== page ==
We’ve been discussing nonfiction this past week. Writing nonfiction is an easy way for any writer, no matter how new or inexperienced, to make money. With my students, I’ve found that they leave money on the table. They write an ebook, toss it onto Amazon, and hope for the best.
Want to make more profits from your nonfiction ebooks? Here’s a tip to take to heart: you can always wring more profit out of what you have. Very, very few writers cast an eye over the content which they own, with an eye to making more money from it.
Writers Who Are Leaving Money on the Table…
Here are just two instances of leaving money on the table.
You’ve just written some Web content for a client. In the process, you learned more about topic X than you ever wanted to know. Why not write up what you’ve learned into a nonfiction ebook?
When I asked Matt (a student) about his current writing, he said he was blogging for a client who sells health products. I knew he’d researched the products, the marketplace, and the audience, and asked whether he could turn his research into an ebook. We brainstormed angles, and within a few minutes, he had ideas for a couple of ebooks which he could not only sell, but which he could write in a few hours.
Matt’s research is his own. He can use that research to write ebooks. Yes, the client owns the blog posts Matt writes, it’s “work done for hire”, but he doesn’t own Matt’s research.
Here’s a twist for you. Matt discussed the ebooks he was writing with his client, and the client asked Matt to write a report for him. The client’s sales people are using the report to get appointments with wholesalers. More profits for Matt – profits he might have left on the table.
Here’s another instance. Let’s say you’ve written three ebooks on topic X. You’ve published them on Amazon, and to other ebook retailers via Draft2Digital. You’re all done, right?
No – you’re leaving money on the table. Why not bundle the ebooks you have into a compilation? You can just publish the collection into one volume, or you can turn your ebooks into a new product, with an new name. Of course, you need to alert readers that the ebook’s material is already published. In your bundle’s description, add: “This book includes ____ (name the titles you’ve included.)”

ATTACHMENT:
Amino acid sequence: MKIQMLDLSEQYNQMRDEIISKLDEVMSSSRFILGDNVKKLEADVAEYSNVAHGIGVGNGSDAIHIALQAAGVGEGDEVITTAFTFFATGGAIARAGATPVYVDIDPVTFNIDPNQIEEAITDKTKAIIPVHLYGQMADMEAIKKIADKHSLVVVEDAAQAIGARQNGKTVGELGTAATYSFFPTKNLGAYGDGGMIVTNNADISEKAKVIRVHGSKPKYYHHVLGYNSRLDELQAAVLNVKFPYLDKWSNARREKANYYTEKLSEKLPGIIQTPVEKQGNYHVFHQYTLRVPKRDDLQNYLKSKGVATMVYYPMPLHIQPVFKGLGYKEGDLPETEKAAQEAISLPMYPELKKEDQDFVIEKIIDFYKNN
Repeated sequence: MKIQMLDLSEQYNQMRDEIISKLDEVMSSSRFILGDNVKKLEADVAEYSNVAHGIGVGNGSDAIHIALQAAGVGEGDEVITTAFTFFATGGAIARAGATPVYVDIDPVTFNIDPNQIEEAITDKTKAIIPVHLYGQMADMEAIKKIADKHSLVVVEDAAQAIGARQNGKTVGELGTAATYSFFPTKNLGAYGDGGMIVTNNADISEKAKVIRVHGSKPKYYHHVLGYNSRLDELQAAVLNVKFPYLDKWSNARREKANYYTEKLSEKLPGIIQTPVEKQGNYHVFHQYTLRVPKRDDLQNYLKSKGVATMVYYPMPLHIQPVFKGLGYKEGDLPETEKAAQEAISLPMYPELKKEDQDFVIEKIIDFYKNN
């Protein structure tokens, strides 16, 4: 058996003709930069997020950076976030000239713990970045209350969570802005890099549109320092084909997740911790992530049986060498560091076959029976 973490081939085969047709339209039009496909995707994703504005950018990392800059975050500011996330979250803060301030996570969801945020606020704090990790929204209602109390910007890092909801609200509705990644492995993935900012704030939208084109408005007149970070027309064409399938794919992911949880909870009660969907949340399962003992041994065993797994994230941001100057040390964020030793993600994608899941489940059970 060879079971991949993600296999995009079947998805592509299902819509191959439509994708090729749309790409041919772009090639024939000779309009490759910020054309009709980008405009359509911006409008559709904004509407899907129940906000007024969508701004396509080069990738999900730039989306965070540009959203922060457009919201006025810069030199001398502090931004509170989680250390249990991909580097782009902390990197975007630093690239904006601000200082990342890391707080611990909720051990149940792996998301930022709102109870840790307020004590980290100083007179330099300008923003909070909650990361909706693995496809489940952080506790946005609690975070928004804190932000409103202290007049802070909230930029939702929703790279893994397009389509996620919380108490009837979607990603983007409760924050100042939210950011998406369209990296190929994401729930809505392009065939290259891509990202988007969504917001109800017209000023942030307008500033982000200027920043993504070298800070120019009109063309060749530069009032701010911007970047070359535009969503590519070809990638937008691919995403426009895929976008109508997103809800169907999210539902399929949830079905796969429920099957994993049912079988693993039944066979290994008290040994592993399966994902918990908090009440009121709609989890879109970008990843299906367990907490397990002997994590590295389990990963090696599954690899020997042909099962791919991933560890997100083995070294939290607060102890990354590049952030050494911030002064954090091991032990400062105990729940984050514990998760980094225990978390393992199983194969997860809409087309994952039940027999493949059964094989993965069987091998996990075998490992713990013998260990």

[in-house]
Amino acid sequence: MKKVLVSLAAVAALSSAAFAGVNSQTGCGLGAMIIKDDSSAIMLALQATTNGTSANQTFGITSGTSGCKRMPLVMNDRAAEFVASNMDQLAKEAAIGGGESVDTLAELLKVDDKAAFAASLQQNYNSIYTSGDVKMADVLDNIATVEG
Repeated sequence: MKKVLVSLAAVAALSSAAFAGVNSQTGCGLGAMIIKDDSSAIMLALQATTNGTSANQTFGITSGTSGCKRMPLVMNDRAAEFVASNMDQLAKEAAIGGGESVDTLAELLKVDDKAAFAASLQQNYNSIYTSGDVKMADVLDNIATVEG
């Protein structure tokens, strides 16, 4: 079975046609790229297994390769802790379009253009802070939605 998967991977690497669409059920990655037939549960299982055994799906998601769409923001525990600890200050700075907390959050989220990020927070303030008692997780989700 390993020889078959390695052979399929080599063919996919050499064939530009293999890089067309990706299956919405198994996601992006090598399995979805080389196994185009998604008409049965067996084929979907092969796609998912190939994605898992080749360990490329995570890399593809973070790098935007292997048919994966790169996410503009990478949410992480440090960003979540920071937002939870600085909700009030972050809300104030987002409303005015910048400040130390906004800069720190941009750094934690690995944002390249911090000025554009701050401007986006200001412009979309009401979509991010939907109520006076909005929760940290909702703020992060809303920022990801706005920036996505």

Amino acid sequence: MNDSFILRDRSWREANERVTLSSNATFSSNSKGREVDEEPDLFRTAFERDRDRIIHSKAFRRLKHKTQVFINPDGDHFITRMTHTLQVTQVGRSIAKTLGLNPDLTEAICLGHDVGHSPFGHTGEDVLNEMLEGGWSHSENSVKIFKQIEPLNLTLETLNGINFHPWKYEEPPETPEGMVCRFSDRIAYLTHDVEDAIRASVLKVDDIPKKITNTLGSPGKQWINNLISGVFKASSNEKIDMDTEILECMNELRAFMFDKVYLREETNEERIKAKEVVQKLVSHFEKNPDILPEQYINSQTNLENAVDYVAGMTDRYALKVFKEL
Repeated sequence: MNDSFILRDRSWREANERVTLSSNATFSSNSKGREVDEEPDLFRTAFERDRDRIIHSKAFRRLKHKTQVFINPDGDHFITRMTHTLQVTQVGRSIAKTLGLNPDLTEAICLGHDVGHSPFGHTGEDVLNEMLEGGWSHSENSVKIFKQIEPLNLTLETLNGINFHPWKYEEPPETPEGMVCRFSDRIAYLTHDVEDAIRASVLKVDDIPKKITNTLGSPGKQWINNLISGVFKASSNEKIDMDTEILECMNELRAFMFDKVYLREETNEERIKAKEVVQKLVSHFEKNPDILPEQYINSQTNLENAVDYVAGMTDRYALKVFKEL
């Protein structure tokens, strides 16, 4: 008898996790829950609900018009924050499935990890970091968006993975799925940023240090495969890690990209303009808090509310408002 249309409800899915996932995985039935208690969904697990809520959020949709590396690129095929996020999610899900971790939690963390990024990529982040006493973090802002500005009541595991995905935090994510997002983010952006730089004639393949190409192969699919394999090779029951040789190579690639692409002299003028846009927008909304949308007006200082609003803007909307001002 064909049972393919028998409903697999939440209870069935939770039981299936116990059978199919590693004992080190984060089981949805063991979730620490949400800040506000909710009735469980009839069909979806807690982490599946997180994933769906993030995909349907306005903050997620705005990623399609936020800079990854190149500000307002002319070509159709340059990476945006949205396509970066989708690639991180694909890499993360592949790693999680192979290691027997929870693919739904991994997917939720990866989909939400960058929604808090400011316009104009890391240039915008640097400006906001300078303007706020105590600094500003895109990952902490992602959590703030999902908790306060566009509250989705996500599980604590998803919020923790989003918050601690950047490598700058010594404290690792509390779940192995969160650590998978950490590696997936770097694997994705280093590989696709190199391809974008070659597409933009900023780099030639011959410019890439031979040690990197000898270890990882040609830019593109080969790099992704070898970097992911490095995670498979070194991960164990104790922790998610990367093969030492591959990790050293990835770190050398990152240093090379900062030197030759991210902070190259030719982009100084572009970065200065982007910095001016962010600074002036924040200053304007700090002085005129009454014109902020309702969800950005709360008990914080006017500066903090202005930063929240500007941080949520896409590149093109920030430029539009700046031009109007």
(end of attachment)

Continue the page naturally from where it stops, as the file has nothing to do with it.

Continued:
Fiction authors publish bundles all the time. As a nonfiction author, you can do this too. Now you’re selling four ebooks on topic X, rather than three. You’ve added to your ebook library within just an hour or two. You can sell the bundle for slightly more than you’d sell each individual ebook.
Bundles benefit you in many ways. Amazon will show your ebooks to more readers: that’s just one way in which bundles benefit you. When your titles are shown to more readers, you make more sales.
Big, big tip: when you write about a topic in an ebook, you’re not writing “Everything you ever wanted to know about X.” You have an angle which limits what you’re writing about to specific information. For example, rather than writing about weight loss diets, you could write: “Weight Loss Teas: 4 Completely Natural Ways to Lose Excess Weight and Feel Great.”
Get specific. Niche your topics right down. See if you can find a specific angle, which no one else is covering. I spend at least an hour on Amazon every day. I can see endless instances of ebooks YOU could write, in a few hours – angles on topics which no other writer has taken. (Yet.)
In summary: stop leaving money on the table. USE what you have, such as your research for example. And, when you’ve written several nonfiction ebooks on a topic, bundle them up. You can make more profits from your nonfiction ebooks very easily.
Increase Your Income: Write and Sell Nonfiction
Every writer today is in a powerful position. You’ve got the power of Amazon, and the power of the Web. ALL of the tools you need to write and sell are FREE. However, few writers make use of that power. Can you spare just 24 hours to create an ebook that will sell for ten years?
Latest posts by Angela Booth (see all)
- Indie Publishing And Money - May 20, 2015
- Writing Commercial Fiction: Characters, Or Plot? - May 18, 2015
- Indie Publishing: When You Publish And No One Cares - May 16, 2015